A dependent variable is the variable that is tested and measured in a scientific experiment. It is sometimes called the* *responding variable.

The dependent variable gets its name from the fact that it depends on the independent variable. As the experimenter manipulates the independent variable, a change in the dependent variable is observed and recorded.

### Dependent Variable Examples

Imagine that a scientist is testing the effect of light and dark on the behavior of moths by switching a light on and off. The independent variable is the amount of light, and the dependent variable is the moths' reaction. A change in the independent variable (amount of light) directly causes a change in the dependent variable (moth behavior).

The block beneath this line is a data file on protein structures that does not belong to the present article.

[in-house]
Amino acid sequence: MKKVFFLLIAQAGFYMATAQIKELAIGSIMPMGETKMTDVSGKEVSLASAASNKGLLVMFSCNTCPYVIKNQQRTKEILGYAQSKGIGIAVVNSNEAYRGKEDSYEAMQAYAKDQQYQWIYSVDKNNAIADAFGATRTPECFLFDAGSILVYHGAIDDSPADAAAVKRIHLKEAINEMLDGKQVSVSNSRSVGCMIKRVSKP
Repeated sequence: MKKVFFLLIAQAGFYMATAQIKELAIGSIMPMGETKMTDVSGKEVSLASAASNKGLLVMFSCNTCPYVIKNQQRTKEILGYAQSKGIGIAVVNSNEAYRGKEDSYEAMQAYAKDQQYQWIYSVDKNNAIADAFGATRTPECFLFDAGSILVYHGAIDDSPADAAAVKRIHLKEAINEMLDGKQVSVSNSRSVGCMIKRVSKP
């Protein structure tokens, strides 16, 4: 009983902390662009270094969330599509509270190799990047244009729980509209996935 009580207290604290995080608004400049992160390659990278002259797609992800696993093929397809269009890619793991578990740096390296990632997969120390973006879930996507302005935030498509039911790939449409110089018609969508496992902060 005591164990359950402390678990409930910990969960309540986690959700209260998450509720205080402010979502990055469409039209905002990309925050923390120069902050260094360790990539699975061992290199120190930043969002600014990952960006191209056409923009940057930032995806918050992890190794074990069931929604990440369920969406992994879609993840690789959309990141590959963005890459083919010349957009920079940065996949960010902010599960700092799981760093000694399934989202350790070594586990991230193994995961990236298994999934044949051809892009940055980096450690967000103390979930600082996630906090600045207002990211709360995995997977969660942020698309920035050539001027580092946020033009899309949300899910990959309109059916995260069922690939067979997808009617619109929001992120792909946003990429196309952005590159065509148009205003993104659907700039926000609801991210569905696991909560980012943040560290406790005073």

Another example of a dependent variable is a test score. How well you perform on a test depends on other variables, such as how much you studied, the amount of sleep you had the night before, whether you had breakfast that morning, and so on. The manipulation of these independent variables has an effect on the dependent variable (the test score).

In general, if you are studying the effect of a certain factor or the outcome of an experiment, the effect or outcome is the dependent variable. If you measure the effect of temperature on flower color, temperature is the independent variable—the one you manipulate—while the color of the flower is the dependent variable.

### Graphing a Dependent Variable

When independent and dependent variables are plotted on a graph, the independent variable is usually measured along the x-axis and the dependent variable along the y-axis. For example, if you were examining the effect of sleep on test scores, the number of hours participants slept would be plotted along the x-axis, while the test scores they earned would be plotted along the y-axis.